“It was very nostalgic to me to some extent,” Beane said of recalling those days. “They did a great job with the 20-game streak. It brought back a lot of emotion for me. They really captured what was going on, and that was one of the best parts about it.”
That time included an acrimonious relationship between Beane and manager Art Howe, who is played by Philip Seymour Hoffman.
Still, the timing is somewhat strange now: 2002 AL MVP Miguel Tejada is out of baseball at the moment following his release by the Giants earlier this month, ‘02 AL Cy Young Award winner Barry Zito has been a disappointment across the bay with San Francisco since signing a $126 million, seven-year deal before the 2007 season, and Oakland is headed for a fifth straight year without a winning season or playoff berth.
The 2002 club made one of four straight trips to the playoffs by the franchise.
“I think this was a really peculiar moment in sports history, where there was an intellectual advantage to be had and they seized it,” Lewis said Monday.
In the movie, then-assistant GM Paul DePodesta’s name has been changed to Peter Brand — played by Jonah Hill — and he is the Yale-educated, number-crunching expert and economist.
Tejada said he planned to see the show, looking forward to watching Pitt as Beane.
“That will be nice — he’s a good actor,” Tejada said. “I’ll go and take my kids.”
Said San Diego skipper Bud Black: “I’m in. I’m going to go. I’m going to pay.”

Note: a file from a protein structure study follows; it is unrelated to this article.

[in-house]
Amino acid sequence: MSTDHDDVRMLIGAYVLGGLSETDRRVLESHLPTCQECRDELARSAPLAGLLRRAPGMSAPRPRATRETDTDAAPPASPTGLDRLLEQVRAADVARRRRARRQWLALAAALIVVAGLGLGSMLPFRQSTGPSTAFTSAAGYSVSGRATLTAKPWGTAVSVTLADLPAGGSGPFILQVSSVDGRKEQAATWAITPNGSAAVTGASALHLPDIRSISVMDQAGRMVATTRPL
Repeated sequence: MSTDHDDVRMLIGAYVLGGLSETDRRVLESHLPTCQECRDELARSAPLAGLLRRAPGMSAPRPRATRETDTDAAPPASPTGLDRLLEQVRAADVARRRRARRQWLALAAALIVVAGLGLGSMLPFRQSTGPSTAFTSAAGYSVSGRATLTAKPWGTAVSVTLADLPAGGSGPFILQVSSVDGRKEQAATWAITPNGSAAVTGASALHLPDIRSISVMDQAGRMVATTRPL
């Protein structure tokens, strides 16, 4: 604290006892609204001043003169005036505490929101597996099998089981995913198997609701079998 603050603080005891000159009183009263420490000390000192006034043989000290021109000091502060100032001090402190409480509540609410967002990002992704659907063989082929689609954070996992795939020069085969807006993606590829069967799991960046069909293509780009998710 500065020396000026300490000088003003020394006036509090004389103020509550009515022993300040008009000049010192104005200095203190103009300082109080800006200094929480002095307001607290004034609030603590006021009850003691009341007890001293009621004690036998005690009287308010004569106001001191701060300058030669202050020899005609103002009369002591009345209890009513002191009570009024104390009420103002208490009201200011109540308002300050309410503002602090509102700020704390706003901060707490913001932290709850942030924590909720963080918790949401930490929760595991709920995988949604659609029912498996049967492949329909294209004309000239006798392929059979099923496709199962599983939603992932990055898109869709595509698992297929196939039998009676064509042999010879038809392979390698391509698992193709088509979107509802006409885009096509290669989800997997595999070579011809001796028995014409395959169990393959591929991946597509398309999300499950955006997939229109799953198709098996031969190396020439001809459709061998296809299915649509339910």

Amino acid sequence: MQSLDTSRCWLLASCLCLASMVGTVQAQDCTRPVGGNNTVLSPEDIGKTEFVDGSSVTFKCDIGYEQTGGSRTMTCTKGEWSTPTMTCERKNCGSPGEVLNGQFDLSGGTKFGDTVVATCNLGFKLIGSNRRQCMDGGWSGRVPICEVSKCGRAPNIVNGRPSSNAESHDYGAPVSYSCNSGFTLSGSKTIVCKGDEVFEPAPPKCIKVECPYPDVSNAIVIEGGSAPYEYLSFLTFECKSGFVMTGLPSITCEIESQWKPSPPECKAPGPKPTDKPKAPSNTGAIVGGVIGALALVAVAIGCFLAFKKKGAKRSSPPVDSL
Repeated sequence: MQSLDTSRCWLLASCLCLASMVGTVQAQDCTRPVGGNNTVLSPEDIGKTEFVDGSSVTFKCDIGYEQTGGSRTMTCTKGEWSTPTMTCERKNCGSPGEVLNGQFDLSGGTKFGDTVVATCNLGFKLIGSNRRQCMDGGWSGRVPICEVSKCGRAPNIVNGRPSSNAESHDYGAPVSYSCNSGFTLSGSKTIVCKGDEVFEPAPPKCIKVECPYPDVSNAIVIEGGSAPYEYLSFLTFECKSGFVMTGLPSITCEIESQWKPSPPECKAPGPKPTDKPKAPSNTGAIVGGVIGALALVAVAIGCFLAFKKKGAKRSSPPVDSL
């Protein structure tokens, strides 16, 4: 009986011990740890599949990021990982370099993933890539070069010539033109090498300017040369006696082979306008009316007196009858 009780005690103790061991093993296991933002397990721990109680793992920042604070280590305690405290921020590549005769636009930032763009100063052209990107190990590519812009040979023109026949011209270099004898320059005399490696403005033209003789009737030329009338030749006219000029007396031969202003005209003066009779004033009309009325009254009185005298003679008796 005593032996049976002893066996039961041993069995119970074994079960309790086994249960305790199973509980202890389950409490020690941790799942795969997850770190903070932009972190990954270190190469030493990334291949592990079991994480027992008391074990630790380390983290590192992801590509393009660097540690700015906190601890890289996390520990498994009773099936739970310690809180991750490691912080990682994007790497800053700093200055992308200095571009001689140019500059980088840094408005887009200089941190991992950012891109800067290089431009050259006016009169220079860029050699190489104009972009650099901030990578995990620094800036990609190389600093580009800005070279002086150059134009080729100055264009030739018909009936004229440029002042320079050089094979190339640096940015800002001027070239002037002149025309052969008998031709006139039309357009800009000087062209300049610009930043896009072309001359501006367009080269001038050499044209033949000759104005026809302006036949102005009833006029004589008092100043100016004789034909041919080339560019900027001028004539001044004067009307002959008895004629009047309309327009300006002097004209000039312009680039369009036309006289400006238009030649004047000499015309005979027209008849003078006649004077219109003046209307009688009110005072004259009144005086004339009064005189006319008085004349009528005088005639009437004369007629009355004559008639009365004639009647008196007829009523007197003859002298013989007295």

Pitt, sporting a shaggy hairstyle and facial hair, wore a tan V-neck sweater and tan slacks Monday and looked small sitting in a director’s chair next to Beane in the ballpark’s upper deck.
“I like Billy but I’ll tell you what, he’s not that good looking,” Los Angeles manager Mike Scioscia joked a while back. It was Scioscia’s wild-card Angels and not the A’s who won the World Series in ‘02.
Beane bucked the baseball trend of relying on the common trio of statistics — batting average, home runs and RBIs for hitters; wins, losses and ERA for pitchers — and instead turned to hard numbers over subjective scouting to fuel his team’s successful runs in the early 2000s.
His staff helped transform what became known as the stats revolution, a complete overhaul from the early days of the basic boxscore.
“I think it takes an incredible realism to get out of the box,” said Pitt, who admitted he never knew “it’s not a level playing field.” As far as Pitt knew, the best team won — payrolls and salaries aside.
All but absent in the movie: catcher Jeremy Brown, one of the central subjects in Lewis’ book. Brown retired before spring training in 2008 at age 28.
The 5-foot-10, 226-pound Brown, whose bulky frame and high on-base percentage made him the kind of player Beane sought, was selected 35th overall in the 2002 draft out of Alabama.
He played five games in the big leagues, all in 2006, and had two doubles and a single in 10 career at-bats.
Whether all of this generates interest from the moviegoing masses — or only the hardcore fans — Beane and Pitt aren’t sure. The actor hopes “Moneyball” has similar staying power to that of Beane.
Does Pitt have any advice for the GM on how to turn around his club’s fortunes?
“Hey, man,” Pitt said, “I just play one on TV.”